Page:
Skip to main content

Victory In Sight

June 2024
1min read

The End on Okinawa


The fighting on Okinawa was almost over. L Company, 32nd Regiment, 7th Infantry Division, was assigned the task of taking a grove of trees near the southern tip of the island, one of the last pockets of Japanese resistance. Our platoon leader was a former Marine who wanted the glory of reaching the ocean first. As we entered the trees, an American flamethrowing tank came up behind us; I suppose it had been assigned the job of burning the brush and flushing out any concealed Japanese.

Being the scout of the platoon, I was assigned the job of stopping the tank. I went warily back, got right up close, and shouted at the soldiers in the tank. They hadn’t seen me, and when they heard me, they threw the flamethrower in my face. I jumped back and began yelling obscenities so they would know I wasn’t the enemy. They settled down then.

When I got back to my company, the ex-Marine rushed us through the grove as fast as we could go. If enemy soldiers had been in there, we’d all have been dead.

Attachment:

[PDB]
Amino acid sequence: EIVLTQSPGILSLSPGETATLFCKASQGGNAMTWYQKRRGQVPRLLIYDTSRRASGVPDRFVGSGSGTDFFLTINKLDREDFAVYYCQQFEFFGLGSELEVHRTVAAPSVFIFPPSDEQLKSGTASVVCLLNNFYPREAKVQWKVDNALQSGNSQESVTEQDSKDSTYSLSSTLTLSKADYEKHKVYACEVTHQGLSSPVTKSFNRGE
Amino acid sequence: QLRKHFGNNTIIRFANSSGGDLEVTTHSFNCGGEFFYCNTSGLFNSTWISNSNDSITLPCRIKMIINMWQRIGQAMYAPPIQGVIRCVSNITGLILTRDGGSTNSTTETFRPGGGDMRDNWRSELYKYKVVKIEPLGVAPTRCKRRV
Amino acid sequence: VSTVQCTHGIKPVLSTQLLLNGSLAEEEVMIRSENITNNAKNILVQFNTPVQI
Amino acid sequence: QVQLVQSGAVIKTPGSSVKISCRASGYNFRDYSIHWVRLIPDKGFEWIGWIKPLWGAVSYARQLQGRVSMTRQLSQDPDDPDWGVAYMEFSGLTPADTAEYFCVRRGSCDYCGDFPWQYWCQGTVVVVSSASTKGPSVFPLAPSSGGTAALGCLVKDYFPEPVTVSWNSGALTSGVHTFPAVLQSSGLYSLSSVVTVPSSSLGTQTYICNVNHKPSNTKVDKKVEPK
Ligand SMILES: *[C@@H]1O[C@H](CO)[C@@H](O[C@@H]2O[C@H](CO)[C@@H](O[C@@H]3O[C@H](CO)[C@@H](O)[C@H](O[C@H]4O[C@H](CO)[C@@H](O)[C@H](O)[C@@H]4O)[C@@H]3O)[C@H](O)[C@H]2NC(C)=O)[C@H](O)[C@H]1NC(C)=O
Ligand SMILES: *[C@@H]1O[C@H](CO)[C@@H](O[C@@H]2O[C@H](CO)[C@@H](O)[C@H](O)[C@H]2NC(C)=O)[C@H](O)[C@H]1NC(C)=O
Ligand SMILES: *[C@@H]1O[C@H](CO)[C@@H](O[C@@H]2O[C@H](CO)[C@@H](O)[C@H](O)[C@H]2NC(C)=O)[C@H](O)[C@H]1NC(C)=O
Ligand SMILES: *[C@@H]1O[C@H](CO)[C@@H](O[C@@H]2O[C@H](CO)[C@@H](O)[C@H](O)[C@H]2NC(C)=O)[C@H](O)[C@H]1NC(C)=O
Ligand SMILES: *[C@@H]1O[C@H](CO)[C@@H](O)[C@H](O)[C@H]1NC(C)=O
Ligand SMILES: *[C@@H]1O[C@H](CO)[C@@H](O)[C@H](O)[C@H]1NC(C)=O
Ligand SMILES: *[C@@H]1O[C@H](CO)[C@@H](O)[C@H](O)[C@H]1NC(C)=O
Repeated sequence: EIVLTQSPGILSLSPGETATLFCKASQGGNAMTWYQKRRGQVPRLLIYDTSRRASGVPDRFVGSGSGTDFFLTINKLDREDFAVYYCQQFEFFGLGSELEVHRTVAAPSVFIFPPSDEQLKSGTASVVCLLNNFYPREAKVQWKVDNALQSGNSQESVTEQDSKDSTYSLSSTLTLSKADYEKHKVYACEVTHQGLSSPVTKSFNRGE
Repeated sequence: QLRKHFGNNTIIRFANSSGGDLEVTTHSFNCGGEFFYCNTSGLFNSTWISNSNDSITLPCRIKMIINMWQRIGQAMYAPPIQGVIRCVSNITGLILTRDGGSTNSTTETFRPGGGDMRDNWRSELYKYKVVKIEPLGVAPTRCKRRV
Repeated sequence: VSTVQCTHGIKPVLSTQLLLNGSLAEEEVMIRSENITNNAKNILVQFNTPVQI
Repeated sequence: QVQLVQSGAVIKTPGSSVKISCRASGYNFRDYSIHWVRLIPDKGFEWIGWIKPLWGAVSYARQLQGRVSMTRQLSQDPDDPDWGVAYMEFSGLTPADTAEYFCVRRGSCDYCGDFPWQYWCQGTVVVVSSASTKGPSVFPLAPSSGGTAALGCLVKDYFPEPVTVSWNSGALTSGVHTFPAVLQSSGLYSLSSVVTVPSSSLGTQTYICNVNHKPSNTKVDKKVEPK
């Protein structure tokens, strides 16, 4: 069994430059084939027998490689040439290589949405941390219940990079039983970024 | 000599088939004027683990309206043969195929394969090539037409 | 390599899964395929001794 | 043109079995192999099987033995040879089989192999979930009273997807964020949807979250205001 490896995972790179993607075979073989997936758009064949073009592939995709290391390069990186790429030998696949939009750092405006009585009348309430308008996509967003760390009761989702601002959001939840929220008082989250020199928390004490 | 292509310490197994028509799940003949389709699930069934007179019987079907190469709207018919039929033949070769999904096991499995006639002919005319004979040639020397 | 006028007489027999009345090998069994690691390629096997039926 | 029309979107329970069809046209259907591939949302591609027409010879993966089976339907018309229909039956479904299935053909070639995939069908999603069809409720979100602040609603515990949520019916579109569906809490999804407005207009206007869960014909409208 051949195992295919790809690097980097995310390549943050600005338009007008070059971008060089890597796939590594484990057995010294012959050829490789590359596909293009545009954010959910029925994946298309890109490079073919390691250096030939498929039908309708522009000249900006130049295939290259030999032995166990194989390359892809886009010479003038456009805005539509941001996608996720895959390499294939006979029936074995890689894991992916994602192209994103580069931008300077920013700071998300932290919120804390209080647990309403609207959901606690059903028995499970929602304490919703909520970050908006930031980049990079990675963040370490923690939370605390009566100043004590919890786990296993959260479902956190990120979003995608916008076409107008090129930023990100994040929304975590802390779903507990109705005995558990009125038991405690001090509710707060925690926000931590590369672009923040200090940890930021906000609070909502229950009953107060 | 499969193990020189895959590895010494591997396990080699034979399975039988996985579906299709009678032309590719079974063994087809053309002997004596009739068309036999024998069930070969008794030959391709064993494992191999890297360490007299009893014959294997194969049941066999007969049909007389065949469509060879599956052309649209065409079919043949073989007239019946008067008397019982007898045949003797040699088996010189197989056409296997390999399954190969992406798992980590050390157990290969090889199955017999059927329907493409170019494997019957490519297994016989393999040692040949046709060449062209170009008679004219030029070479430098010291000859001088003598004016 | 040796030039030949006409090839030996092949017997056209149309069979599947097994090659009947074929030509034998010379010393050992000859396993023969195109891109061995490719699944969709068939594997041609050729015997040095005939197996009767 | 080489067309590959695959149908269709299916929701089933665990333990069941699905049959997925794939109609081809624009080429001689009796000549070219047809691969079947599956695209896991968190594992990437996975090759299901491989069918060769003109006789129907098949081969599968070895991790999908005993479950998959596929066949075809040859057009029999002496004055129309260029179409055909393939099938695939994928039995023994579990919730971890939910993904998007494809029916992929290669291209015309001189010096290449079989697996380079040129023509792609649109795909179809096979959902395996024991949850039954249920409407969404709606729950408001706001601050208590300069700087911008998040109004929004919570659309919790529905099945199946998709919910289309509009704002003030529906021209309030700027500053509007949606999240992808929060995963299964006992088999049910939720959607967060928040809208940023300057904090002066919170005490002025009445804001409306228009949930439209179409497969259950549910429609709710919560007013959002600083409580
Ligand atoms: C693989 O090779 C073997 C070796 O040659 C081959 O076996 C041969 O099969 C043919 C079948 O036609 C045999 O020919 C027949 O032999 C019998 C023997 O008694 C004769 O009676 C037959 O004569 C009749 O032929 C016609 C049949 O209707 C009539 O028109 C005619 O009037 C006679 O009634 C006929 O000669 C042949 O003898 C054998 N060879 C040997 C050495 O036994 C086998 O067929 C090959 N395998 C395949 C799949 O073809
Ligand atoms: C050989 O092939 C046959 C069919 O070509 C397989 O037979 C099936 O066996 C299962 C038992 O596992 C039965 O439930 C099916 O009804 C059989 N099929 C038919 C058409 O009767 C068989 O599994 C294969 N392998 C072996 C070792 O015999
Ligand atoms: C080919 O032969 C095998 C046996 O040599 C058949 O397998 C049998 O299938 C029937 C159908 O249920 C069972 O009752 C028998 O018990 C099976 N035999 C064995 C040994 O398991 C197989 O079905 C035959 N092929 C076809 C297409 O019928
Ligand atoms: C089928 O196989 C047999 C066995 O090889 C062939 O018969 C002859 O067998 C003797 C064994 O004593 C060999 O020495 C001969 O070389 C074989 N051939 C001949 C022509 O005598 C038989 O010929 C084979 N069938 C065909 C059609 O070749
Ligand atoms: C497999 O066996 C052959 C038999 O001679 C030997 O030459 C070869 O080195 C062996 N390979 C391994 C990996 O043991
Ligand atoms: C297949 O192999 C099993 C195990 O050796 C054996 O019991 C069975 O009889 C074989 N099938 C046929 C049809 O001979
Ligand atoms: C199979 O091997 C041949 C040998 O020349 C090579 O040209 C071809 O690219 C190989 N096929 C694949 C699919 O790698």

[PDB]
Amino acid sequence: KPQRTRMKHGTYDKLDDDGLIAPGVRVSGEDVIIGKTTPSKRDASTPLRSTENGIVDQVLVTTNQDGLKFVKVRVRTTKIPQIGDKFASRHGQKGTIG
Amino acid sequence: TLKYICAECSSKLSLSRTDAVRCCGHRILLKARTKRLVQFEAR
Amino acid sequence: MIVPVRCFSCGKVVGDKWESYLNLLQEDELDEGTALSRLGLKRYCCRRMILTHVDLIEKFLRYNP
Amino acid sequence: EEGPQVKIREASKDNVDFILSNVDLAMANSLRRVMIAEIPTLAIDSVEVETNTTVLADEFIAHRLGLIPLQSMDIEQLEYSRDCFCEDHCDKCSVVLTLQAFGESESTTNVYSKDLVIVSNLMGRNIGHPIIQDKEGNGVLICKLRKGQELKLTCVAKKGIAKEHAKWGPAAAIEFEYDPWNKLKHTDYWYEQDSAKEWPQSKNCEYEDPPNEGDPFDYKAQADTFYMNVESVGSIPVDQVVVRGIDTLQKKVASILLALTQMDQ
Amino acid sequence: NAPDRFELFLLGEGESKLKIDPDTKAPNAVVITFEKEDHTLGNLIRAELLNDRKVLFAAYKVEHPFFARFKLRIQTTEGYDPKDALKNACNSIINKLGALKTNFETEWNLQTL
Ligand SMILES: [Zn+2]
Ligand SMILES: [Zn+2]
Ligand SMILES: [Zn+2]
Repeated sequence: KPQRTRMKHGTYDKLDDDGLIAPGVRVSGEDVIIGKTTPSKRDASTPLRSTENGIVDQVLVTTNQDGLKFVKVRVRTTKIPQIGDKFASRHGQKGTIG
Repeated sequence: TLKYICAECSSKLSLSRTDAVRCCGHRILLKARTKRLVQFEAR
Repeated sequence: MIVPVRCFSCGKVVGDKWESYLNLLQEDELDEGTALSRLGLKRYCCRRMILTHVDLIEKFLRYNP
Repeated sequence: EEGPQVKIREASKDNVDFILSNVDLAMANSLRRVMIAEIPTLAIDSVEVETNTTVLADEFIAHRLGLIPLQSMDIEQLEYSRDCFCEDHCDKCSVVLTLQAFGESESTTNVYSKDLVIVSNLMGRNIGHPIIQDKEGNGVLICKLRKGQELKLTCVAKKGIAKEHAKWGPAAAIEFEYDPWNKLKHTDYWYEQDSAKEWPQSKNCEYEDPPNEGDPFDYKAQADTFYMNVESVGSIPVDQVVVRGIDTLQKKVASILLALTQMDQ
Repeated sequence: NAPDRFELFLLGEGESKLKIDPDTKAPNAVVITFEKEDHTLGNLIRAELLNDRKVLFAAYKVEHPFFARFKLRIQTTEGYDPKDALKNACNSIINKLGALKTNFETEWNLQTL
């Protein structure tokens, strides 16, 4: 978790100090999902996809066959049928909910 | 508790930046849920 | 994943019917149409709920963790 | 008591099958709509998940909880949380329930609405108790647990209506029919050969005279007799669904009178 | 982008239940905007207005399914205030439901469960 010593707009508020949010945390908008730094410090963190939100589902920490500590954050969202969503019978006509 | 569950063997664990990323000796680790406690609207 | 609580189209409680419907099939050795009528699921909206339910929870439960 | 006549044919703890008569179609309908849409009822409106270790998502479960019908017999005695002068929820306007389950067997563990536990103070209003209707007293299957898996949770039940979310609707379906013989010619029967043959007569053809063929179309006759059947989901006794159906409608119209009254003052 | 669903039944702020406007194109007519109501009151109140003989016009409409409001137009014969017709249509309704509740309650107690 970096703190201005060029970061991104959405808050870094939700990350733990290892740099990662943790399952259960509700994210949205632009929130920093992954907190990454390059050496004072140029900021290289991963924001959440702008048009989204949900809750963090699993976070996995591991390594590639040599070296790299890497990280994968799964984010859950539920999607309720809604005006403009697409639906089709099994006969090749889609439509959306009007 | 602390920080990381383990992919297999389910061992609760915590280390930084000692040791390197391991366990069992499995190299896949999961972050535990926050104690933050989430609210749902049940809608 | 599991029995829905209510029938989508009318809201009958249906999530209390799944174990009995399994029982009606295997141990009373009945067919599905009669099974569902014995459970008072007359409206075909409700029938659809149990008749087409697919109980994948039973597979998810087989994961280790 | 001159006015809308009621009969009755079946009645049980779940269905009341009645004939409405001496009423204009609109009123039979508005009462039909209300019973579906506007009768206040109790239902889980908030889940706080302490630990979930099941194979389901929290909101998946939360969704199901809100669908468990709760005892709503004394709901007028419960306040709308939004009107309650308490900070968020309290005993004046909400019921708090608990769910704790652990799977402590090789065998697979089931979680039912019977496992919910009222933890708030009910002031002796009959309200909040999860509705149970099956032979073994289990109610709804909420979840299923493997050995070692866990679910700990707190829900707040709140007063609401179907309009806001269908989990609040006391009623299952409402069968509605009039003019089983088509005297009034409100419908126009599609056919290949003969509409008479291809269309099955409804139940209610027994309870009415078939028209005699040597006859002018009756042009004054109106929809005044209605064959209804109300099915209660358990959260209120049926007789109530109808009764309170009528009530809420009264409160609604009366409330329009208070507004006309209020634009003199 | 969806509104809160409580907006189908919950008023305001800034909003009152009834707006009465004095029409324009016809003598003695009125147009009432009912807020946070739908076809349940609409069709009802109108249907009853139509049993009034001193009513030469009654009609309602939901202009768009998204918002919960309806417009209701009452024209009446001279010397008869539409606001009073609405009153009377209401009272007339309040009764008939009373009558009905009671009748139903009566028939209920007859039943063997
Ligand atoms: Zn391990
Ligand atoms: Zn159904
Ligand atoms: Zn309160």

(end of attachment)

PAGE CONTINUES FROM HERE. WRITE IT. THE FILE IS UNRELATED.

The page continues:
We kept moving until we could see the edge of the cliff bordering the water. Our leader had achieved his objective. As platoon scout I was the first to look upon that glorious scene, the end of the Battle of Okinawa. And though I didn’t know it at the time, that made me the first to see the end of fighting in World War II.

Enjoy our work? Help us keep going.

Now in its 75th year, American Heritage relies on contributions from readers like you to survive. You can support this magazine of trusted historical writing and the volunteers that sustain it by donating today.

Donate